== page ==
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T1-Weighted Hypersignal in the Deep Cerebellar Nuclei After Repeated Administrations of Gadolinium-Based Contrast Agents in Healthy Rats: Difference Between Linear and Macrocyclic Agents.

Robert P, Lehericy S, Grand S, Violas X, Fretellier N, Idée JM, Ballet S, Corot C - Invest Radiol (2015)

Bottom Line: The DCN-to-cerebellar cortex signal ratio was significantly increased from the 12th injection of gadodiamide (1.070 ± 0.024) compared to the gadoterate meglumine group (1.000 ± 0.033; P < 0.001) and control group (1.019 ± 0.022; P < 0.001) and did not significantly decrease during the treatment-free period.Total Gd concentrations in the gadodiamide group were significantly higher in the cerebellum (3.66 ± 0.91 nmol/g) compared with the gadoterate meglumine (0.26 ± 0.12 nmol/g; P < 0.05) and control (0.06 ± 0.10 nmol/g; P < 0.05) groups.Repeated administrations of the linear GBCA gadodiamide to healthy rats are associated with progressive and persistent T1 signal hyperintensity in the DCN, with Gd deposition in the cerebellum in contrast with the macrocyclic GBCA gadoterate meglumine for which no effect was observed.

View Article: PubMed Central - PubMed

Affiliation: From the *Guerbet Research and Innovation Department, Aulnay-sous-Bois; †Institut du Cerveau et de la Moelle Epinière (ICM), Centre de Neuroimagerie de Recherche (CENIR), Paris, France; Sorbonne Universités, Université Pierre et Marie Curie-Paris 6, INSERM UMR-S1127, CNRS 7225, Paris; Service de Neuroradiologie, Hôpital de la Pitié-Salpêtrière, Paris, France; and ‡INSERM, U836, Grenoble, France; Université Grenoble Alpes, Grenoble Institute of Neurosciences, Grenoble, France.

ABSTRACT

Objectives: To prospectively compare in healthy rats the effect of multiple injections of macrocyclic (gadoterate meglumine) and linear (gadodiamide) gadolinium-based contrast agents (GBCAs) on T1-weighted signal intensity in the deep cerebellar nuclei (DCN), including the dentate nucleus.

Materials and methods: Healthy rats (n = 7/group) received 20 intravenous injections of 0.6 mmol of gadolinium (Gd) per kilogram (4 injections per week during 5 weeks) of gadodiamide, gadoterate meglumine, or hyperosmolar saline (control group). Brain T1-weighted magnetic resonance imaging was performed before and once a week during the 5 weeks of injections and during 5 additional weeks (treatment-free period). Gadolinium concentrations were measured with inductively coupled plasma mass spectrometry in plasma and brain. Blinded qualitative and quantitative evaluations of the T1 signal intensity in DCN were performed, as well as a statistical analysis on quantitative data.

Results: A significant and persistent T1 signal hyperintensity in DCN was observed only in gadodiamide-treated rats. The DCN-to-cerebellar cortex signal ratio was significantly increased from the 12th injection of gadodiamide (1.070 ± 0.024) compared to the gadoterate meglumine group (1.000 ± 0.033; P < 0.001) and control group (1.019 ± 0.022; P < 0.001) and did not significantly decrease during the treatment-free period. Total Gd concentrations in the gadodiamide group were significantly higher in the cerebellum (3.66 ± 0.91 nmol/g) compared with the gadoterate meglumine (0.26 ± 0.12 nmol/g; P < 0.05) and control (0.06 ± 0.10 nmol/g; P < 0.05) groups.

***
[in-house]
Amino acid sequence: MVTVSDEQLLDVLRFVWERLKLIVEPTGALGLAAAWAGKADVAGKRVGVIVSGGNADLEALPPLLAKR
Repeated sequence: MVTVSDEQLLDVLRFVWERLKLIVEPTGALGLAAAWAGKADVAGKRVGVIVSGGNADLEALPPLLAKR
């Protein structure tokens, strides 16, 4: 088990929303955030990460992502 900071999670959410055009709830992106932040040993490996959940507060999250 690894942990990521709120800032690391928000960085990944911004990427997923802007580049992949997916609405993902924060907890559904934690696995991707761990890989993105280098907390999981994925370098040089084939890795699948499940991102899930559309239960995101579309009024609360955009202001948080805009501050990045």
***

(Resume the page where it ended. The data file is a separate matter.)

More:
Conclusions: Repeated administrations of the linear GBCA gadodiamide to healthy rats are associated with progressive and persistent T1 signal hyperintensity in the DCN, with Gd deposition in the cerebellum in contrast with the macrocyclic GBCA gadoterate meglumine for which no effect was observed.

No MeSH data available.


Total Gd concentrations in the cerebellum (A), cerebral cortex (B), subcortical brain (C), and plasma (D) at completion of the treatment-free period (week 10). Individual values, mean, and SD are given.
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Figure 9: Total Gd concentrations in the cerebellum (A), cerebral cortex (B), subcortical brain (C), and plasma (D) at completion of the treatment-free period (week 10). Individual values, mean, and SD are given.

Mentions: Normality test was positive for cerebral cortex and subcortical brain Gd concentration, enabling a parametric ANOVA test. The Gd concentration in the cerebellum was analyzed with nonparametric Kruskal-Wallis test because of the negative normality test. The total Gd concentration was 8- to 52-fold higher in the brain after gadodiamide compared to gadoterate meglumine or control: total Gd concentrations were higher in the cerebellum (3.66 ± 0.91 nmol/g), cerebral cortex (2.32 ± 0.46 nmol/g), and subcortical brain (2.47 ± 0.62 nmol/g) in the gadodiamide group versus the control group (0.07 ± 0.10 nmol/g, P < 0.05; 0.17 ± 0.20 nmol/g, P < 0.001; 0.08 ± 0.06 nmol/g, P < 0.001) and the gadoterate meglumine group (0.26 ± 0.12 nmol/g, P < 0.05; 0.30 ± 0.08 nmol/g, P < 0.001; 0.30 ± 0.10 nmol/g, P < 0.001) (Fig. 9). Gadolinium concentration in subcortical brain was significantly higher in the gadoterate meglumine group than in the control group (0.30 ± 0.10 vs 0.08 ± 0.06 nmol/g, respectively; P < 0.01). Plasma total Gd concentrations could not be determined in any of the test groups (values below the lower limit of quantification).